Roman Krznaric has been a journalist, college professor, gardener, carpenter, tennis coach and community worker.
It may seem like a scattered CV, but Krznaric seems more than happy, especially with his current role as founder of The School of Life, a cultural enterprise that teaches classes on such subjects as “How to Be Confident” and “How to Make Love Last.”
His only regret? That he hung onto certain jobs too long when he didn’t enjoy them.
His latest book, “How to Find Fulfilling Work,” not surprisingly, advocates taking a bold and varied approach to picking out the right job.
We convinced Krznaric to take a break from finishing up his next book to talk to us about how everyday people like you can find truly meaningful careers. Hint: It’s not the way you might think.
LearnVest: In your opinion, what is wrong with the way most people view their ideal careers?
Roman Krznaric: A lot of people think that we each have a single vocation that’s just waiting out there for us to discover. If only we could have an epiphany. But the reality is that most people don’t have those epiphanies. We don’t find our vocations; we grow them through experiments.
Vincent van Gogh wasn’t always a painter. He started out as an art dealer, then he was an elementary school teacher and an evangelical teacher in the Belgian coal mines before he came across drawing and painting. But he did a lot of experimenting before he got there.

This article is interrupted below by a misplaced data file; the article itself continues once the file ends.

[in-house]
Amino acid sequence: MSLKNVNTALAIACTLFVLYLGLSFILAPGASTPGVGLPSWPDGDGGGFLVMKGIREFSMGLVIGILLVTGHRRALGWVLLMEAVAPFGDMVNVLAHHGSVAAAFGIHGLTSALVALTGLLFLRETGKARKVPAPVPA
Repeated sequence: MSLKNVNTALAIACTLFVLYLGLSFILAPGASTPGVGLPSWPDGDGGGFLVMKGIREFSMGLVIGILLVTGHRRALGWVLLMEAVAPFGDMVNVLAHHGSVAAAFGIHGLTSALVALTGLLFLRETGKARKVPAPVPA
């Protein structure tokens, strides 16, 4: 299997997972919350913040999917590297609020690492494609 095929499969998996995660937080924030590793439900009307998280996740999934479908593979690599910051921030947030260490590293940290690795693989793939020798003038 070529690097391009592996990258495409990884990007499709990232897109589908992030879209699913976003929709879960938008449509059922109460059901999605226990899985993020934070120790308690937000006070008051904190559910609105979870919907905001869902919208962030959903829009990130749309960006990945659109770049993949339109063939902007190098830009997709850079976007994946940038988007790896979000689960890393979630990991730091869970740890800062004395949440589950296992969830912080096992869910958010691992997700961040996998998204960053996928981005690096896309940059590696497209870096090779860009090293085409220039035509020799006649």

So the path to the perfect career isn’t as straight as we’ve been led to believe?
The biggest mistake people tend to make when thinking about finding a new career is following the “plan and implement” model of change. You spend a lot of time researching different industries. You draw up lists of personal strengths, weaknesses and ambitions. You match your profile to particular professions, and then start sending out applications. But you haven’t done any experiential learning—you haven’t stepped into the real world by doing things like job shadowing, interning or volunteering. What we really need to do is act first and reflect later.
Should everyone aim to have a diverse career like yours?
For some people, there is one thing. They decide that they want to be a veterinarian when they’re six—and that’s all they want to do. But an increasing proportion of people are feeling that plowing a relatively narrow furrow isn’t nurturing the many sides of who they are. For those people, it’s worth thinking about trying to achieve wide instead of high—that is, do several jobs at the same time.